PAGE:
An overview of proposed National Industrial Court of Nigeria (Civil Procedure) Rules 2015
Order 21 is an interesting provision. This provision is of more than a passing interest, and it is apposite to explain. It makes allowance for certain applications requiring urgent hearing/relief to be filed at the registry of the court, accompanied by an affidavit and SERVED ON THE OTHER PARTY.
It is not exactly clear ifthis provision is of much relevance in its stated intent, or scope of application. One: applications requiring urgent hearing are almost invariably such that the applicant cannot indulge in the luxury of service on the adverse party. They are mostly ex parte applications for injunctive orders. As for other forms of interlocutory applications that are prescribed to be made on notice to the other side, there are sufficient provisions in the rules (for example, O.17 on ‘Motions and other Interlocutory Applications’, O.18 on ‘Determination of Motions’O. 22 on ‘Interlocutory Injunctions’)prescribing minute details such as the way, manner, form and substance of such applications; the hearing (including order of hearing of preliminary objections as to jurisdiction vis-à-vis other applications before the court. O.18); and sundry matters.
Holding practitioners personally liable for unnecessary court costs
The proposed Rules not only expect parties to behave responsibly, but also –and, this is the first time such a provision will appear in the Rules- now make practitioners personally liable when it provides in O. 55 r. 6(2) that Counsel is to bear the costs arising from his own default or negligent act. There is an appropriate sanction for failure to pay cost awarded: the defaulting Counsel is denied (further) right of audience.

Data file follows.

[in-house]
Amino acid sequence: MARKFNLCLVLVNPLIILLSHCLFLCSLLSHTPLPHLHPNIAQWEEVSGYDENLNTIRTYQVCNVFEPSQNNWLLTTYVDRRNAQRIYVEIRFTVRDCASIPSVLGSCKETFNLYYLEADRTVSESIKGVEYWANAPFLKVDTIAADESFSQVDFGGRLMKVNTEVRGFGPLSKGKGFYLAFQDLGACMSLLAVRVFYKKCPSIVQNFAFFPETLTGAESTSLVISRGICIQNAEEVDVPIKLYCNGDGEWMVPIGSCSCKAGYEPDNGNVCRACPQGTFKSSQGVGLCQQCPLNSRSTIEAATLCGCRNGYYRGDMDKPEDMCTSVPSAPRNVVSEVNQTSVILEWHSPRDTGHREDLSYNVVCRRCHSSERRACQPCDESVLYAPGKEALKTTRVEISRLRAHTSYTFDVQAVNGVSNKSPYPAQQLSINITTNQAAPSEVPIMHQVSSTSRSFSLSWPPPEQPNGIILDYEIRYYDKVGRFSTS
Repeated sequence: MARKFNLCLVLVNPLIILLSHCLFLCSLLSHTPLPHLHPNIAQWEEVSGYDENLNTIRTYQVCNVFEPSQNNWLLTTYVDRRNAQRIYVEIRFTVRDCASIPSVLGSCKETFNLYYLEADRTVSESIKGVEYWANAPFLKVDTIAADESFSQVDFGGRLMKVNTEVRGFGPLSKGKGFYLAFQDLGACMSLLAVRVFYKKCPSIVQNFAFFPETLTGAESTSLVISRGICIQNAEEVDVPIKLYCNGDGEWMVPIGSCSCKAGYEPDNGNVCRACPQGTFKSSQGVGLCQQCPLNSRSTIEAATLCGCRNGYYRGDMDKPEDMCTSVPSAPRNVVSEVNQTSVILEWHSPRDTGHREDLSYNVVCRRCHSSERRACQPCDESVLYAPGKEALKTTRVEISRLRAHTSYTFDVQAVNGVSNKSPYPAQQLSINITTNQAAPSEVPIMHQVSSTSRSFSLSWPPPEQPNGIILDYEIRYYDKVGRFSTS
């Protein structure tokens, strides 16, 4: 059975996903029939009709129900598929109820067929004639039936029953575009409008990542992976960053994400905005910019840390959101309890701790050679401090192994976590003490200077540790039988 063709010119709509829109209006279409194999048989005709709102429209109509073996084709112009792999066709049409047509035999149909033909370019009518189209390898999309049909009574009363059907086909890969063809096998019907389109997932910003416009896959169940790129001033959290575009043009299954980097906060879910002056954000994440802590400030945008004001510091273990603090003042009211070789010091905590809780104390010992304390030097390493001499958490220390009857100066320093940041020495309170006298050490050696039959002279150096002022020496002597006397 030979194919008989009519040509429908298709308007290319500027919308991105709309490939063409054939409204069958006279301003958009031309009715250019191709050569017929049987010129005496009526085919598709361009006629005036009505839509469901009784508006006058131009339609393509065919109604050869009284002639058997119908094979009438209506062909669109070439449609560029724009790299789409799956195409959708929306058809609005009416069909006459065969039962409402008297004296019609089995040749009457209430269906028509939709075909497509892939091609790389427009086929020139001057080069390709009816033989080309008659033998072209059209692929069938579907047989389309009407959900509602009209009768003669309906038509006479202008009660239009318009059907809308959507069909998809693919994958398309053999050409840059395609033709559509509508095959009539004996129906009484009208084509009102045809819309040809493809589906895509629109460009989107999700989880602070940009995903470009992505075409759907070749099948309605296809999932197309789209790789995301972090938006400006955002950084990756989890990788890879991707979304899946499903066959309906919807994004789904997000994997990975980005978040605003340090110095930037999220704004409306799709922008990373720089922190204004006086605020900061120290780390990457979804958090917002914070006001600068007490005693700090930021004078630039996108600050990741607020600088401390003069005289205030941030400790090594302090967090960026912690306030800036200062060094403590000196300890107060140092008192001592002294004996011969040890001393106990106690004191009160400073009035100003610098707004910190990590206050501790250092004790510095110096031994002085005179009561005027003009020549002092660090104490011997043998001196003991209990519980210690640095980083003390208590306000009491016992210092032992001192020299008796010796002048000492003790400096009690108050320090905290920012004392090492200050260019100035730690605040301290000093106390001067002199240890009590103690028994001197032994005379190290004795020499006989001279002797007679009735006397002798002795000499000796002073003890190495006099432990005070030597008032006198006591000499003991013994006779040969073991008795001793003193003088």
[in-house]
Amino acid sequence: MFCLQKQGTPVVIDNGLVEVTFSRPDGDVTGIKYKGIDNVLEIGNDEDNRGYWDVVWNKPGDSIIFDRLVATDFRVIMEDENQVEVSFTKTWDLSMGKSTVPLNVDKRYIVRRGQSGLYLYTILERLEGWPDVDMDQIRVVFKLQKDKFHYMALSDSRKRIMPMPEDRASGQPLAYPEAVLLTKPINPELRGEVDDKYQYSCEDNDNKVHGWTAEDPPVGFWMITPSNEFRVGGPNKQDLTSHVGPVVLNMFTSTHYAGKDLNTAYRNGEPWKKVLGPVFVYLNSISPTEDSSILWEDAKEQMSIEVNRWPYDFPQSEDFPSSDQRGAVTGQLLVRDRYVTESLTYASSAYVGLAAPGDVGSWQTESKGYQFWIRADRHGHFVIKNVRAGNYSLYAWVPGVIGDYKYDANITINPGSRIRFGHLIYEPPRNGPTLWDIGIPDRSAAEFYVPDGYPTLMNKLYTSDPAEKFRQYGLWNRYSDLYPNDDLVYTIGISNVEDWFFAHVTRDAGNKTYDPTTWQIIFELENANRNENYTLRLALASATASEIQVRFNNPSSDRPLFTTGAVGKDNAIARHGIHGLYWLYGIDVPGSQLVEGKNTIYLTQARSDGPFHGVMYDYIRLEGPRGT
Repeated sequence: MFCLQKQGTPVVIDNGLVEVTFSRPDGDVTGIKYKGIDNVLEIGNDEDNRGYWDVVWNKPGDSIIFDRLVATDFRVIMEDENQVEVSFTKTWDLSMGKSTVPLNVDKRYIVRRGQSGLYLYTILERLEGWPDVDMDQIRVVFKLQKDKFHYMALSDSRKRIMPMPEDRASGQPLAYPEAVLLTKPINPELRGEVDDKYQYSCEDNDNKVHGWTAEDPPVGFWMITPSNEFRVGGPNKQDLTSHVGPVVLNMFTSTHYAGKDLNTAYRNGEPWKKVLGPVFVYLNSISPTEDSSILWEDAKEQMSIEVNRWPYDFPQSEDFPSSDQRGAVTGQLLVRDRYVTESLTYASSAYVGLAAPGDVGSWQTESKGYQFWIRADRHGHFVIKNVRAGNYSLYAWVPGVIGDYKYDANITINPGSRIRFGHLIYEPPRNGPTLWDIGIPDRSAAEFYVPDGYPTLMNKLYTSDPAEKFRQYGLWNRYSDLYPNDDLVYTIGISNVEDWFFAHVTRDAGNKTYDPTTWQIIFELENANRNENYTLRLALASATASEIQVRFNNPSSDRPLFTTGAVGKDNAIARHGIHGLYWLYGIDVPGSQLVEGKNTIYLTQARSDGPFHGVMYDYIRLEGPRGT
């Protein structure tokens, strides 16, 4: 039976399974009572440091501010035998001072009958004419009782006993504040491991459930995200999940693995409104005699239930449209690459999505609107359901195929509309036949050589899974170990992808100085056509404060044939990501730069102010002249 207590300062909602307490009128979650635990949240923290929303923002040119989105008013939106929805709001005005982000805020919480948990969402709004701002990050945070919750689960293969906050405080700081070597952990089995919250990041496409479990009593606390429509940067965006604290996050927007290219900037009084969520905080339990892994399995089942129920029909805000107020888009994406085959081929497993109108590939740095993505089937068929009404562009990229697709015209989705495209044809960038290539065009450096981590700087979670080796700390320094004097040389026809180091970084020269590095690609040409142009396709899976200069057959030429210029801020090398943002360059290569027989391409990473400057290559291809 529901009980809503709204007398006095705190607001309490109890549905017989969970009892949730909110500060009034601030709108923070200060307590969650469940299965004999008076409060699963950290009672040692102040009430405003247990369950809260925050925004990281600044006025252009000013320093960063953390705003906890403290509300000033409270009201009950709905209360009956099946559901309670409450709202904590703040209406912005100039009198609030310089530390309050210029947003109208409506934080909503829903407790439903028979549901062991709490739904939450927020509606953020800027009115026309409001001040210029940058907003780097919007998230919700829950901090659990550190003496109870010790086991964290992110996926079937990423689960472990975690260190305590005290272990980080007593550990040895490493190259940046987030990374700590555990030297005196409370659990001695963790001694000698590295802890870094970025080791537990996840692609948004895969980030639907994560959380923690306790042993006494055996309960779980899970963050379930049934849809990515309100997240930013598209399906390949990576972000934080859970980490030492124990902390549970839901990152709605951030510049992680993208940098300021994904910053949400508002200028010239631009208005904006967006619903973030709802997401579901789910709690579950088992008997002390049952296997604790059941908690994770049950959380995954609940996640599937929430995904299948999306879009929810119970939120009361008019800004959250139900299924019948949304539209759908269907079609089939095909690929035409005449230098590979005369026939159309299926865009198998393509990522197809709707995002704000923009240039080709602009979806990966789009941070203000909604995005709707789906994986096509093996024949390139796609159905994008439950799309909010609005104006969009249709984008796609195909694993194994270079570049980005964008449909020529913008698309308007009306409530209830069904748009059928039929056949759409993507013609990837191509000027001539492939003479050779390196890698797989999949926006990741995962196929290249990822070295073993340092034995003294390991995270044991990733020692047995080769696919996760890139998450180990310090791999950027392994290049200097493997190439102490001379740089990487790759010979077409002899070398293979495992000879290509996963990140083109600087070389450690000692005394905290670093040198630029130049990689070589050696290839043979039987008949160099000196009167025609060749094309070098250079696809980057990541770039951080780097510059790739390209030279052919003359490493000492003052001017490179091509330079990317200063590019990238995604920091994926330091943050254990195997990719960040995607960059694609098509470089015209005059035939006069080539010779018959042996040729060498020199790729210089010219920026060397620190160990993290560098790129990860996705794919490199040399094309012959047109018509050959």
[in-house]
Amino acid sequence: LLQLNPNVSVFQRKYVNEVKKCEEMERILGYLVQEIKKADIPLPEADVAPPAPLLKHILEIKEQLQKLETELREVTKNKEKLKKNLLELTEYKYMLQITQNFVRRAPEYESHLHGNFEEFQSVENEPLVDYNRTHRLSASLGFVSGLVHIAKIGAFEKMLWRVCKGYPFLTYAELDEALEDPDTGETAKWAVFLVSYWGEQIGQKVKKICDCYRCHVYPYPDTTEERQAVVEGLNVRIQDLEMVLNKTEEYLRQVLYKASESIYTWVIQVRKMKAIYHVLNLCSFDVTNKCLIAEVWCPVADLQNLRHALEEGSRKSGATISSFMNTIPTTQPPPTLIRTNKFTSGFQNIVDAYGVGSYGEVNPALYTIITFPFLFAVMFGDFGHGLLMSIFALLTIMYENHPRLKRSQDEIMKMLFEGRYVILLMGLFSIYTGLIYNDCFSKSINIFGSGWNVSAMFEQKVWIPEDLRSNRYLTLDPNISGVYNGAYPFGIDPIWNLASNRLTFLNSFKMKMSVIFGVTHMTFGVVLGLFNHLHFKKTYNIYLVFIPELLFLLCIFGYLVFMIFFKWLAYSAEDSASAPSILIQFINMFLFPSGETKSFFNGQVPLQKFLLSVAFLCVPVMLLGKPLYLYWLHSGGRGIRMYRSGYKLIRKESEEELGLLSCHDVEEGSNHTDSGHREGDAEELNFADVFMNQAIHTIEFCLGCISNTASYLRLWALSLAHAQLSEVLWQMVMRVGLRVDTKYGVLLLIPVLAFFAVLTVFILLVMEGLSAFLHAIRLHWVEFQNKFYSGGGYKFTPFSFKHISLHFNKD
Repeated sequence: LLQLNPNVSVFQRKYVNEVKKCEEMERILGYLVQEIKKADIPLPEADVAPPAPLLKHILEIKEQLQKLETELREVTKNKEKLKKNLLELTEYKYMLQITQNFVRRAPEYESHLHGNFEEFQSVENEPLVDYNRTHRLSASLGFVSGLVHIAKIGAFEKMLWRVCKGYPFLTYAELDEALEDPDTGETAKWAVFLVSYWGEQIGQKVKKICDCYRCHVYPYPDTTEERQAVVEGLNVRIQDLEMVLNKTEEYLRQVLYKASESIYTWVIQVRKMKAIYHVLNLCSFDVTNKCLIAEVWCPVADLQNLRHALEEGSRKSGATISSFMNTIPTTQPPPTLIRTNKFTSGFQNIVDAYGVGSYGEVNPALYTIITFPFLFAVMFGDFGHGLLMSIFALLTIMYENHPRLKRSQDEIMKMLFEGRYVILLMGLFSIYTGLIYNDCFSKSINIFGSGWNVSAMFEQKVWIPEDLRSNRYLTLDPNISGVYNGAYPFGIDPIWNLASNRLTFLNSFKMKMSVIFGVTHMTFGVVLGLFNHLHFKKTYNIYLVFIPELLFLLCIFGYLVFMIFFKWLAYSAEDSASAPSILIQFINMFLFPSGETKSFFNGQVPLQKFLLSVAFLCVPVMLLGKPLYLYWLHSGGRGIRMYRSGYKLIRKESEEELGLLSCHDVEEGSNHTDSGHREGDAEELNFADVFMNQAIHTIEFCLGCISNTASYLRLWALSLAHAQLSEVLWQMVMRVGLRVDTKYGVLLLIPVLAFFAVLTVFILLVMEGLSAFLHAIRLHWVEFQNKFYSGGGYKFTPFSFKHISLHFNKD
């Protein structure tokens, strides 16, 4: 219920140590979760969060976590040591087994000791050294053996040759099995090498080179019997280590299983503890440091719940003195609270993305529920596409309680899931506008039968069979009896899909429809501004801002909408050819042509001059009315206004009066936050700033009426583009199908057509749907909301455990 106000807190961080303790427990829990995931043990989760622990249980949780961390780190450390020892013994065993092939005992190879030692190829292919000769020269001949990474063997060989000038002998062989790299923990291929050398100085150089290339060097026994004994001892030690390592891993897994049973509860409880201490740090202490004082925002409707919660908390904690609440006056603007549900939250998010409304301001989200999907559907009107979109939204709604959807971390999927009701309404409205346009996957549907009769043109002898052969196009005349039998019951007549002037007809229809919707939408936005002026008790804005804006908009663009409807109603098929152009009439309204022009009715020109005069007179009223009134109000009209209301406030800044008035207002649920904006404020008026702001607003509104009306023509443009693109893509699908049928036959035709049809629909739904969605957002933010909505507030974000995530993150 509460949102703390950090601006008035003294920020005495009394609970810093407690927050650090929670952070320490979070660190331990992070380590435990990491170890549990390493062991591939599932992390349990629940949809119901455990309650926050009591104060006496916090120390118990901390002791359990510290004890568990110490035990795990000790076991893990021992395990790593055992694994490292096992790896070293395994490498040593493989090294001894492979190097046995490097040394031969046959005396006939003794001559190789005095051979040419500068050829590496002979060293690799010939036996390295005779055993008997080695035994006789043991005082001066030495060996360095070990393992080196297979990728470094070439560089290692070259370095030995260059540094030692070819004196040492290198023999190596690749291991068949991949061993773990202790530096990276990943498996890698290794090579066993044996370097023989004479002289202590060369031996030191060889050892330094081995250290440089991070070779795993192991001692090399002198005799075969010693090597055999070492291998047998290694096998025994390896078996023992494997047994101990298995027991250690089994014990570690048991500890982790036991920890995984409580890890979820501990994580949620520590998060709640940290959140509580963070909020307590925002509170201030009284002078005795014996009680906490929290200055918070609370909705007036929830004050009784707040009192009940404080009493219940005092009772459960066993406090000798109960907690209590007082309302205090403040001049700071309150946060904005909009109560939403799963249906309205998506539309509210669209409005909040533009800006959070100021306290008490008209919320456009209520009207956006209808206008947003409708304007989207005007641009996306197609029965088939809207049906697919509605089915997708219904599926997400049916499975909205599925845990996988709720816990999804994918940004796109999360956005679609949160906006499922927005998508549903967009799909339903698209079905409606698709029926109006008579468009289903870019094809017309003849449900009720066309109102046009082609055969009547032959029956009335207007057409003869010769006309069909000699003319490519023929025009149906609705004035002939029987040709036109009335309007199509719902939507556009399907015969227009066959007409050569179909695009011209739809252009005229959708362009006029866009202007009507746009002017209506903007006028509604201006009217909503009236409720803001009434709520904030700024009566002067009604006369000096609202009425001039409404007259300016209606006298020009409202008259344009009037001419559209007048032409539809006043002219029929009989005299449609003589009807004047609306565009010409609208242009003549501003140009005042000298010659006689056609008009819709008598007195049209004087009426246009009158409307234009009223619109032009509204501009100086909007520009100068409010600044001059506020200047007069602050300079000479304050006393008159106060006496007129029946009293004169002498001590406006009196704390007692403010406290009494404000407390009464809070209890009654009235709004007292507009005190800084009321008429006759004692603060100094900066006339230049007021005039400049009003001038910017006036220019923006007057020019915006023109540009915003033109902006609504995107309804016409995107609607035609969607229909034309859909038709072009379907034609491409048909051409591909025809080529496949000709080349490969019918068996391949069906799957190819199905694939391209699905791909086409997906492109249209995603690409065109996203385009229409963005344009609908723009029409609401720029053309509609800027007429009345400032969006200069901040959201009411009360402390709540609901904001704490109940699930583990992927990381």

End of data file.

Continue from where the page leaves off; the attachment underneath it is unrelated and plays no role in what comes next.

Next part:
‘Time is always running’
A more nuanced expression aimed at seeking an expeditious determination of matters before the Court can be found in the provision of the proposed rules that the time for filing and service of processes or taking any step required by the rules shall continue to run notwithstanding that the time falls within the court’s annual vacation, Easter or Christmas recess (O.58 r.6 &7).
It is safe to conclude again referencing the jurisprudential leaning of the Rules. It is important that practitioners understand the full implications of the set objectives of the Rules stipulating ‘quick, just, fair and efficient fast track case management system of all matters within the jurisdiction of the Court’. To achieve the ethos, the Court may want to consider imposing a stricter approach on latitudes with compliance with the provisions of the rules.
Take, for instance, the Rules of the High Court of Lagos State. By virtue of Order 5 rule 1 of the High Court of Lagos State (Civil Procedure) Rules 2012, a claimant, who does not comply with the frontloading requirement in Order 3 of the self-same Rules, is visited with consequences ordained therein, namely the nullification of the proceedings. The severe penal measure has largely ensured compliance as many a case has had to be struck out of the court’s docket list for non-compliance with the aforesaid provision. There is a regime of compliance in place which guarantees that court processes and proceedings are treated with the seriousness which they deserve; at the pain of stiff sanctions, namely nullification of proceedings. Can the NICN incorporate a similar provision in its soon to be enacted Rules?
While the reasoning to give precedence to substantial justice over technical cannot be faulted, it however tends towards levity in commencing an action at the NICN, where it is apparent that even in commencing an action, any defect in proceedings will be treated as a nullity.
The case for this is even more compelling when viewed against the provisions of the Rules that make a practitioner liable for personal default in the conduct of proceedings. In introducing a similar sanction as in Order 5 of the Lagos Rules, such provision as found in the proposed NICN Rules; rendering practitioners and not the litigants liable for their own default, can merely be expanded to provide that a practitioner may be liable for the cost of commencing the new proceedings, where the default in commencement was that of the practitioner to begin with.
On the whole, the NICN Rules are seemingly well intentioned, and, for the most part, well crafted. In particular, there is coherence which may just guarantee the predictability of culture which the Rules so clearly seek to inculcate in litigants and Counsel.
• Kuti is a partner in the law offices of Perchstone & Graeys
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